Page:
(Bloomberg) -- France’s wine growers stand to lose as much as EU300 million ($335 million) in exports next year due to U.S. tariffs in a dispute about aircraft manufacturing, Finance Minister Bruno Le Maire said.

Every French wine region is set to suffer as bottles with prices tags between $15 and $35 will be hit by the tariffs, said Le Maire on Friday before meeting with U.S. Trade Representative Robert Lighthizer in Washington. Beaujolais Nouveau wine producers are worried they may even no longer be able to export to the U.S., Le Maire added.

“It’s a shock for wine growers, and it is clear I will fight today in Washington to find a solution as fast as possible,” Le Maire told reporters on the sidelines of the International Monetary Fund meetings in Washington. “I find it unfair and incomprehensible from our American friends.”

France will likely feel the brunt of U.S. duties that took effect Friday on $7.5 billion of EU goods, ranging from planes to spirits. The EU has pledged tit-for-tat tariffs that Le Maire has said could be even more significant than the U.S. action.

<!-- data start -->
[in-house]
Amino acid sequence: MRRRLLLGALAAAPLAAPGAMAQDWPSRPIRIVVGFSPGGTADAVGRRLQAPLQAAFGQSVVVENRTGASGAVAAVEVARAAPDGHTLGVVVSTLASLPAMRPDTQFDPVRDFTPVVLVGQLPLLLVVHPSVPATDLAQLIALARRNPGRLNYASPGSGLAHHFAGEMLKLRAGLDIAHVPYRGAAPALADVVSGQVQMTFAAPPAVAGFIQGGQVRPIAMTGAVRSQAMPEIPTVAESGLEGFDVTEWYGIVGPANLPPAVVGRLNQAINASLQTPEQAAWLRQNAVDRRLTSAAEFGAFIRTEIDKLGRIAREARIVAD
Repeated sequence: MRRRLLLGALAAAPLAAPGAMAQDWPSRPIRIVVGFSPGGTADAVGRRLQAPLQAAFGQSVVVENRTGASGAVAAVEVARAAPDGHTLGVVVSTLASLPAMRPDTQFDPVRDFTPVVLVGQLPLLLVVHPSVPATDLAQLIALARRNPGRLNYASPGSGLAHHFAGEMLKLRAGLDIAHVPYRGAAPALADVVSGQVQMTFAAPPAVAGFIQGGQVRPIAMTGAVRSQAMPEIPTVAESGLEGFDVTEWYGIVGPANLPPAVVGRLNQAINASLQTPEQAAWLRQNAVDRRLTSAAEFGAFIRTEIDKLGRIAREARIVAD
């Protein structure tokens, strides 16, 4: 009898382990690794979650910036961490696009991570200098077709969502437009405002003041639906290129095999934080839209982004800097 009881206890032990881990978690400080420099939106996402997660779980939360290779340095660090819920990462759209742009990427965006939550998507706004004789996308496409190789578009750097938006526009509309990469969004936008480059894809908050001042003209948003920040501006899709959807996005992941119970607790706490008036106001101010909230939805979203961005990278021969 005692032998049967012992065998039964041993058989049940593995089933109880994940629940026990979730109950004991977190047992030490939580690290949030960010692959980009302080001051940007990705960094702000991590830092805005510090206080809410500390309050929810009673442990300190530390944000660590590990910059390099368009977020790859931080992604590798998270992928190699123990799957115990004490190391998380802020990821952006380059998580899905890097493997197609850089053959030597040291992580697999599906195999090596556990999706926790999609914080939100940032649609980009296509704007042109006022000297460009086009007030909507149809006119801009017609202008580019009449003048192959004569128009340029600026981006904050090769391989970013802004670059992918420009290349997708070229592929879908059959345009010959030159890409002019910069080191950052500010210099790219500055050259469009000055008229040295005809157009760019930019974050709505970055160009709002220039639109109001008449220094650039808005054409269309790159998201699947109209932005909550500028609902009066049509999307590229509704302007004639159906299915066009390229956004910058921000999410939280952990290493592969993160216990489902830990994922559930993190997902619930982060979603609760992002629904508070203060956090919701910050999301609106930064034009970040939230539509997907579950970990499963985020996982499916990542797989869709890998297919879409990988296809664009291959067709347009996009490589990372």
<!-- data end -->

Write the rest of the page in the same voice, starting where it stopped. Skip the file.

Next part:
Still, the French minister said it is possible to find a negotiated solution with the U.S., without having to enter complex trade talks. He said also he would also push for a suspension of the tariffs on French wines in particular.

To contact the reporter on this story: William Horobin in Paris at whorobin@bloomberg.net

To contact the editors responsible for this story: Fergal O'Brien at fobrien@bloomberg.net, Sarah McGregor, Robert Jameson

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